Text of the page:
76 J. Pat. & Trademark Off. Soc'y 697 (1994)
The Early Evolution of the United States Patent Law: Antecedents (Part 1)

handle is hein.journals/jpatos76 and id is 711 raw text is: The Early Evolution of the United
States Patent Law: Antecedents
(Part 1)
Edward C. Walterscheid'
T he United States patent law derives from a constitutional grant of
authority to the Congress to promote the progress of science and
useful arts, by securing for limited times to authors and inventors the
exclusive right to their respective writings and discoveries.'2 Prior to
the ratification of the Constitution by the requisite nine states in 1788,3
there was no federal patent law because under the Articles of Confed-
eration each state retained every power, jurisdiction and right, which
is not by the confederation expressly delegated to the United States, in
Congress assembled.' '4 Among the powers retained by the states were
the right to issue patents or otherwise grant rights with respect to in-
ventions and discoveries.
The new federal government defined by the Constitution went into
effect on March 4, 1789 and the first session of the first Congress
extended from that date to September 29, 1789. During that first ses-
sion, the Congress received various petitions praying for exclusive
rights in both literary works and inventions, as well as a bill to promote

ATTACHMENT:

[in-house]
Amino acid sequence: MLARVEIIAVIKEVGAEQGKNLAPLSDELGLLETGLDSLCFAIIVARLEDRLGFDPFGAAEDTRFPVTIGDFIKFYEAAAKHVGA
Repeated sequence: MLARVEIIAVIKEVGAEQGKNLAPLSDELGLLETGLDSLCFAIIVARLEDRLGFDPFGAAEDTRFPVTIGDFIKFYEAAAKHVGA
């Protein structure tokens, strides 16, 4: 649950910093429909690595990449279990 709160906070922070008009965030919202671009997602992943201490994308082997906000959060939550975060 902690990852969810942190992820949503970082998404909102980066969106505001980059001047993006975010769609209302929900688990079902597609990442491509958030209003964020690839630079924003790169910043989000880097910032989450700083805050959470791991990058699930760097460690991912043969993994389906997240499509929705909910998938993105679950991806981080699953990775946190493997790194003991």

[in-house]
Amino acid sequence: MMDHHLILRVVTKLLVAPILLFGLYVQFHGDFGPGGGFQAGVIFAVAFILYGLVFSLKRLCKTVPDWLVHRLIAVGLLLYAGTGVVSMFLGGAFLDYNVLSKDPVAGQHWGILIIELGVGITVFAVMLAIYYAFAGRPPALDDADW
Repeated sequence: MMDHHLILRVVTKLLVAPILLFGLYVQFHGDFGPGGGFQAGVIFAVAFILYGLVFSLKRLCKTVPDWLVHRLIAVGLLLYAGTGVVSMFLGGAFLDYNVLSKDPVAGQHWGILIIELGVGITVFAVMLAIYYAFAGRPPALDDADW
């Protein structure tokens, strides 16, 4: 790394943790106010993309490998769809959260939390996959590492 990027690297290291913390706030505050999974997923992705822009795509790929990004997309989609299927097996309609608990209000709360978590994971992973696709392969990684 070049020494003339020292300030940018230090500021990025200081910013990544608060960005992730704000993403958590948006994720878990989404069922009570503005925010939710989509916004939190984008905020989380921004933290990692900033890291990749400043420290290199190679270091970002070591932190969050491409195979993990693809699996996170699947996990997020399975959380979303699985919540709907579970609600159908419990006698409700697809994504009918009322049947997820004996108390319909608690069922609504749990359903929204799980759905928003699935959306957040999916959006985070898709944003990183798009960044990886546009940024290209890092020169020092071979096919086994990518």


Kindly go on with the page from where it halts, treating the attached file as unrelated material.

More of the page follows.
the progress of science and useful arts by securing to authors and in-
ventors the exclusive right to their respective writings and discoveries.
It failed to act on either the petitions or the bill.5
1 Deputy Laboratory Counsel, University of California Los Alamos National Laboratory, Los
Alamos, NM 87545.
2 U.S. Const., Art. 1, § 8, cl. 8.
3 The Constitution was established as the supreme law of the land on June 21, 1788.
4 Articles of Confederation, Art. II.
5 See, e.g., R. A. Klitzke, History of Patents-U.S., in R. Calvert, ed., The Encyclopedia of
Patent Practice and Invention Management 394 (New York 1962); A. H. Seidel, The Constitution
and a Standard of Patentability, 58 J.P.O.S. 5, 23, 24 (1966); Anon., Proceedings in Congress
During the Years 1789 and 1790 Relating to the First Patent and Copyright Laws, 22 J.P.O.S.
243 (1940); and P. J. Federico, The First Patent Act, 14 J.P.O.S. 237 (1932). Klitzke states that
[d]uring the session about eighteen individual petitions were received, most of them for patents.
. .. Op cit. at 397.

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